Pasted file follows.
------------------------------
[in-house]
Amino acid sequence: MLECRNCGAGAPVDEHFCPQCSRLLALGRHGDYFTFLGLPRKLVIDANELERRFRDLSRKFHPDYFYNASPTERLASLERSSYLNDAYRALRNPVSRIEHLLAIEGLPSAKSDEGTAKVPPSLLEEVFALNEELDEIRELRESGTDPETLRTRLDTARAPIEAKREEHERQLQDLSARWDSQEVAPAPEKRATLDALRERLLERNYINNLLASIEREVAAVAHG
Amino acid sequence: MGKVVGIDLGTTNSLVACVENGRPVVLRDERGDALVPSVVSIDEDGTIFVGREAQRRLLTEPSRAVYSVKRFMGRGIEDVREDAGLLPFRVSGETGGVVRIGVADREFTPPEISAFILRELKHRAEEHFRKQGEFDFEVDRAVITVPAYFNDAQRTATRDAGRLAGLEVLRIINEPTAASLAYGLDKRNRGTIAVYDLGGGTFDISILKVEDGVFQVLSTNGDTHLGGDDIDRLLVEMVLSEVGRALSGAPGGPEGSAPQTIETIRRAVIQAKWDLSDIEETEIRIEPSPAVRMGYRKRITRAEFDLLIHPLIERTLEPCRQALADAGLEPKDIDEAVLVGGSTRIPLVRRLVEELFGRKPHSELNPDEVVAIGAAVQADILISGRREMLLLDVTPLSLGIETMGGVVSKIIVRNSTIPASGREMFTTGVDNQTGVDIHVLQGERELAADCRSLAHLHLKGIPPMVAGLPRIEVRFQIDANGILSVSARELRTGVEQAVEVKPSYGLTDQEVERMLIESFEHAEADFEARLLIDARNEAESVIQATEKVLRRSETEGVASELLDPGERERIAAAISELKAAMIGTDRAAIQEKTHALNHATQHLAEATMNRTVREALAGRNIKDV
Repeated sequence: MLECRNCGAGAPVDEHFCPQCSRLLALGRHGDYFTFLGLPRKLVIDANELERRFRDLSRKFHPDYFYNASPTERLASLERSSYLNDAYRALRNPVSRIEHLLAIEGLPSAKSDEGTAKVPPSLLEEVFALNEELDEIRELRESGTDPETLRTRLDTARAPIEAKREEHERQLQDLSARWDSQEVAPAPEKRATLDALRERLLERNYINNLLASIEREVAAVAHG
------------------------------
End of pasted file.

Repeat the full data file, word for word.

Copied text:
[in-house]
Amino acid sequence: MLECRNCGAGAPVDEHFCPQCSRLLALGRHGDYFTFLGLPRKLVIDANELERRFRDLSRKFHPDYFYNASPTERLASLERSSYLNDAYRALRNPVSRIEHLLAIEGLPSAKSDEGTAKVPPSLLEEVFALNEELDEIRELRESGTDPETLRTRLDTARAPIEAKREEHERQLQDLSARWDSQEVAPAPEKRATLDALRERLLERNYINNLLASIEREVAAVAHG
Amino acid sequence: MGKVVGIDLGTTNSLVACVENGRPVVLRDERGDALVPSVVSIDEDGTIFVGREAQRRLLTEPSRAVYSVKRFMGRGIEDVREDAGLLPFRVSGETGGVVRIGVADREFTPPEISAFILRELKHRAEEHFRKQGEFDFEVDRAVITVPAYFNDAQRTATRDAGRLAGLEVLRIINEPTAASLAYGLDKRNRGTIAVYDLGGGTFDISILKVEDGVFQVLSTNGDTHLGGDDIDRLLVEMVLSEVGRALSGAPGGPEGSAPQTIETIRRAVIQAKWDLSDIEETEIRIEPSPAVRMGYRKRITRAEFDLLIHPLIERTLEPCRQALADAGLEPKDIDEAVLVGGSTRIPLVRRLVEELFGRKPHSELNPDEVVAIGAAVQADILISGRREMLLLDVTPLSLGIETMGGVVSKIIVRNSTIPASGREMFTTGVDNQTGVDIHVLQGERELAADCRSLAHLHLKGIPPMVAGLPRIEVRFQIDANGILSVSARELRTGVEQAVEVKPSYGLTDQEVERMLIESFEHAEADFEARLLIDARNEAESVIQATEKVLRRSETEGVASELLDPGERERIAAAISELKAAMIGTDRAAIQEKTHALNHATQHLAEATMNRTVREALAGRNIKDV
Repeated sequence: MLECRNCGAGAPVDEHFCPQCSRLLALGRHGDYFTFLGLPRKLVIDANELERRFRDLSRKFHPDYFYNASPTERLASLERSSYLNDAYRALRNPVSRIEHLLAIEGLPSAKSDEGTAKVPPSLLEEVFALNEELDEIRELRESGTDPETLRTRLDTARAPIEAKREEHERQLQDLSARWDSQEVAPAPEKRATLDALRERLLERNYINNLLASIEREVAAVAHG